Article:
If, in 2006, Mesopotamia were allowed to run twice before being detected as a different horse, how many times has the wrong horse gone to the races since, with all its obvious connotations for those studying the form? In 2009 -- when microchip checking took place at only 69 meetings out of a total of 352 -- four horses were confirmed as having the wrong identity and there was one more case at a point-to-point.

It seems certain that more escaped the authorities, although when officials appraised Turf Club management of their concerns in this area, they were told that the stewards had undertaken a risk management analysis and were content to make cutbacks, arguing that something had to give.

The TCOA is also alarmed that restrictions on drug testing of horses and camera facilities at its members' disposal (to detect horses not running on their merits) greatly undermines the role of the Turf Club. These concerns are based on their observations as the 'police force' of Irish racing and the TCOA is understood to be irritated by their motives being questioned.

According to former British Horseracing Board chairman Peter Saville, "if you don't protect the integrity of your sport, ultimately public confidence among betting people will deteriorate to the point where the financial structure of the industry -- which is based very much on betting turnover -- will wither away, eventually die and the sport with it."

Whereas in Britain there is a full department tasked with monitoring suspicious betting movements on Betfair, things were slower to get going here. HRI permits the Turf Club funding to pay one person to monitor the betting exchanges with a view to Ireland.

There are examples every week of horses drifting alarmingly on Betfair before running accordingly in Ireland. In January, a man who had been working for the trainer Charles Byrnes, was disqualified from racing for four months by the Referrals Committee of the Turf Club -- the first person in Ireland to fall foul of the rule prohibiting the laying of an employer's horses on the exchanges.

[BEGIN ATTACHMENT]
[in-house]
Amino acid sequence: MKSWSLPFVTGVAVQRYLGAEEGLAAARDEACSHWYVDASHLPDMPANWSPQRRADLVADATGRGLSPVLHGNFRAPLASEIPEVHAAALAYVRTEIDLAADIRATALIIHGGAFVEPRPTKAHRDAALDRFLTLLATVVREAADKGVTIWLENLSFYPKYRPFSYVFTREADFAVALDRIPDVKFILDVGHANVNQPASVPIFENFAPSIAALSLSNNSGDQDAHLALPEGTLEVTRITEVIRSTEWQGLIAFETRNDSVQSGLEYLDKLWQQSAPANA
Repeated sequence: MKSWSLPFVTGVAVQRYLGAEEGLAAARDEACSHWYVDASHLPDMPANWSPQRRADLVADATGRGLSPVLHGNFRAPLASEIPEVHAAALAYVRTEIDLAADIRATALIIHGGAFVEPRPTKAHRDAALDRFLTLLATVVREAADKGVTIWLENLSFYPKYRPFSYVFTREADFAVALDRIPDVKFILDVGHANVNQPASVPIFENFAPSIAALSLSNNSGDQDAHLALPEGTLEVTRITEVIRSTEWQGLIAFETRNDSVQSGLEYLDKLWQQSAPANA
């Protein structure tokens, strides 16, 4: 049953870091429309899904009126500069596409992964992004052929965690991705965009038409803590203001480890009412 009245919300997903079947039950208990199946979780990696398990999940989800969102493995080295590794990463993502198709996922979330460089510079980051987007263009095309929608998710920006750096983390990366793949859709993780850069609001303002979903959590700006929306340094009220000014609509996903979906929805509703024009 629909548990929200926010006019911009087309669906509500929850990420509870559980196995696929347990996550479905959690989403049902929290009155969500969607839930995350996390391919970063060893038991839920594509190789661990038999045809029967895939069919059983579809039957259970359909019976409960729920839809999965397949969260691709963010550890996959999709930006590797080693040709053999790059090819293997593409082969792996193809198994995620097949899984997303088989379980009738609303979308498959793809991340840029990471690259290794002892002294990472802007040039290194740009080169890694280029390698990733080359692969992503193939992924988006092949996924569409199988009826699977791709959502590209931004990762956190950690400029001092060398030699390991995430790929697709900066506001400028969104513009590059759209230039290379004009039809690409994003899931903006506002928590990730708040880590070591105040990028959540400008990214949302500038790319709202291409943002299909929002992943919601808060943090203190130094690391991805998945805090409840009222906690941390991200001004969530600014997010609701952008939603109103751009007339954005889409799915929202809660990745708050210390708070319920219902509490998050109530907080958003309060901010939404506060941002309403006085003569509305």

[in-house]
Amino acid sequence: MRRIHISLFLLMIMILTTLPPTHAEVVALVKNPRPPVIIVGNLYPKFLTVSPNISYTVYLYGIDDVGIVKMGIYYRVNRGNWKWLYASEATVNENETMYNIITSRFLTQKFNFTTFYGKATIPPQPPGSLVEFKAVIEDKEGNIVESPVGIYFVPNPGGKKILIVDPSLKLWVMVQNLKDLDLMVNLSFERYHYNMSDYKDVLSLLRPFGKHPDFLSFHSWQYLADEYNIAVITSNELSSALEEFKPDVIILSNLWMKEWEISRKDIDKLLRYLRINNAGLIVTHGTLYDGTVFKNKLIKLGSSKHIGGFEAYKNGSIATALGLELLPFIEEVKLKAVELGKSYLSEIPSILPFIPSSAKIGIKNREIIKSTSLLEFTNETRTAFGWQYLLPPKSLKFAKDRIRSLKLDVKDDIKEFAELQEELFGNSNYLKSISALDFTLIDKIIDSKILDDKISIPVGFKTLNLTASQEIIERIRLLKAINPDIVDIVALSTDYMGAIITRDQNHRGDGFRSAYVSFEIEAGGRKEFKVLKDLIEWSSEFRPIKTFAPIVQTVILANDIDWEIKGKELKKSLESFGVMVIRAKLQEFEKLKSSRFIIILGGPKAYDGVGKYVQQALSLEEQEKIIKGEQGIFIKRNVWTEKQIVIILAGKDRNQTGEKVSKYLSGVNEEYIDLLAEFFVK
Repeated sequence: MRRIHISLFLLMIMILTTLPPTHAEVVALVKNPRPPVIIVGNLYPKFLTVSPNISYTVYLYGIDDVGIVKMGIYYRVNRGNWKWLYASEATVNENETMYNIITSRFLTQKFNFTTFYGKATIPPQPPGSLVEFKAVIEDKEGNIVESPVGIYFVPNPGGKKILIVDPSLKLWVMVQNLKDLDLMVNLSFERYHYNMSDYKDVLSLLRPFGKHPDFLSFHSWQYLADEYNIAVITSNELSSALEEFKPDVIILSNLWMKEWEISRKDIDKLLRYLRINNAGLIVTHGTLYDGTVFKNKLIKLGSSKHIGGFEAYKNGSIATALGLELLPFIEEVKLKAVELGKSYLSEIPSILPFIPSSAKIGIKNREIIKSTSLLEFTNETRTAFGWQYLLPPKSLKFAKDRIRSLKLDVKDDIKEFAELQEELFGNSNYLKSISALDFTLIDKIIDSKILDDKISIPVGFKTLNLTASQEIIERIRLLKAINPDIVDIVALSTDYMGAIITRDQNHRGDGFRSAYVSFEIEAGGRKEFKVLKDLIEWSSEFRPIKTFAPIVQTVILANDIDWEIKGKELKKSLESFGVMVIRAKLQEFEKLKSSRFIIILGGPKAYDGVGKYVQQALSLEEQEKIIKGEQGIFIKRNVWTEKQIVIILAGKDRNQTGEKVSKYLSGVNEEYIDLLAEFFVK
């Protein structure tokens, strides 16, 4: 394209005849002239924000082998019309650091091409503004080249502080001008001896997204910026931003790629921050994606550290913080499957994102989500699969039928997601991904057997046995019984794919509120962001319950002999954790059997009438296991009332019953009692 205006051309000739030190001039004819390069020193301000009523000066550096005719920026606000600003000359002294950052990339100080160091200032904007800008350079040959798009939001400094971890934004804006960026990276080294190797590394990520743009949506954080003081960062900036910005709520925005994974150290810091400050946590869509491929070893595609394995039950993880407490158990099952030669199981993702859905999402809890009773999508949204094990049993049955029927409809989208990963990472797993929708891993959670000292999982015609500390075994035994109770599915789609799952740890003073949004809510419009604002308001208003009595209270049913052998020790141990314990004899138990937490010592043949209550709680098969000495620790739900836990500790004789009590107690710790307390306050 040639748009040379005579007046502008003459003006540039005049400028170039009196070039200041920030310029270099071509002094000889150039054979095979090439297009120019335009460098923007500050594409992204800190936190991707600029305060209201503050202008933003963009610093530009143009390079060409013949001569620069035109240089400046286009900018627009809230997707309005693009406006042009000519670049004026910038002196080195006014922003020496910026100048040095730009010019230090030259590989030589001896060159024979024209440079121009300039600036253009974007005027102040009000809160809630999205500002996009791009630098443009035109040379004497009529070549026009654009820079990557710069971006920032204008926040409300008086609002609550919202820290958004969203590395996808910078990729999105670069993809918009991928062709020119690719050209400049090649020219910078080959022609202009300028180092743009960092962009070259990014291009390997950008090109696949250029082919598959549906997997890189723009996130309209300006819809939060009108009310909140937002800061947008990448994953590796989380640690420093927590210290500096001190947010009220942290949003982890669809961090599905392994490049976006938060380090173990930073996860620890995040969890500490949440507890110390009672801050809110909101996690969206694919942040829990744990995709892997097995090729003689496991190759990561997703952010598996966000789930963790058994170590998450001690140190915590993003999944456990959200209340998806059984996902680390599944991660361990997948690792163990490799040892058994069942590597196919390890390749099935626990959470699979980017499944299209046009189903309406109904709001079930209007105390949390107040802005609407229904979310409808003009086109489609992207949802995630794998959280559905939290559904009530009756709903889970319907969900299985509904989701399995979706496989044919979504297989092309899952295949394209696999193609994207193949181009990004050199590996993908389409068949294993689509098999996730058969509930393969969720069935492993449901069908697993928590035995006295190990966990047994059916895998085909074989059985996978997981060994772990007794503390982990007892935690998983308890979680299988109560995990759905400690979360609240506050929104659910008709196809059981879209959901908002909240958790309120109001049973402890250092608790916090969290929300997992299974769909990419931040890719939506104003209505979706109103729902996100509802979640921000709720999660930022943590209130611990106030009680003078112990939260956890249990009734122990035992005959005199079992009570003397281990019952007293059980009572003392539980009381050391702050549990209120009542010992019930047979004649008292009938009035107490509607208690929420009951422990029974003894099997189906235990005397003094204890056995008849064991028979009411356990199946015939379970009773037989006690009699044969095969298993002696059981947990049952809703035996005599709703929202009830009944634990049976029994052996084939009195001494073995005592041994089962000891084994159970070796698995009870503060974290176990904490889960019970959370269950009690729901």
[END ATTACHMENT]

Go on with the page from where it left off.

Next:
It is a tough time for the Turf Club, given the ignominy of having to deal with the workers' revolt and the closing down of its hotel at the Curragh last year -- which had been given as a gift by the Aga Khan. In this climate of financial austerity, it seems plausible that, given the duplication in resources and administration, a merger between HRI and the Turf Club could be realised at some stage.

With prize-money levels declining markedly, the temptation for trainers and owners to bargain with the rules becomes greater, the need to land a gamble all the more pressing. While the Turf Club will argue that cutting the integrity budget is unavoidable, the prospect of skulduggery thus becomes all the more likely.

Ten years ago, its then chief executive, Brian Kavanagh, emphasised the need for the Turf Club to stand alone, writing in the Racing Post that "strong, independent regulation" of Irish racing was "vital", adding that the stewards would "not allow the independence, authority or objectivity of the regulation of this critically important industry to be undermined".

A decade later, in his present role as HRI chief executive, Kavanagh has sanctioned severe cuts to the Turf Club's budget. The HRI will say it had no choice. The Government will say it had no choice. The Turf Club will say it had no choice. They will all agree that something had to give.

Sunday Independent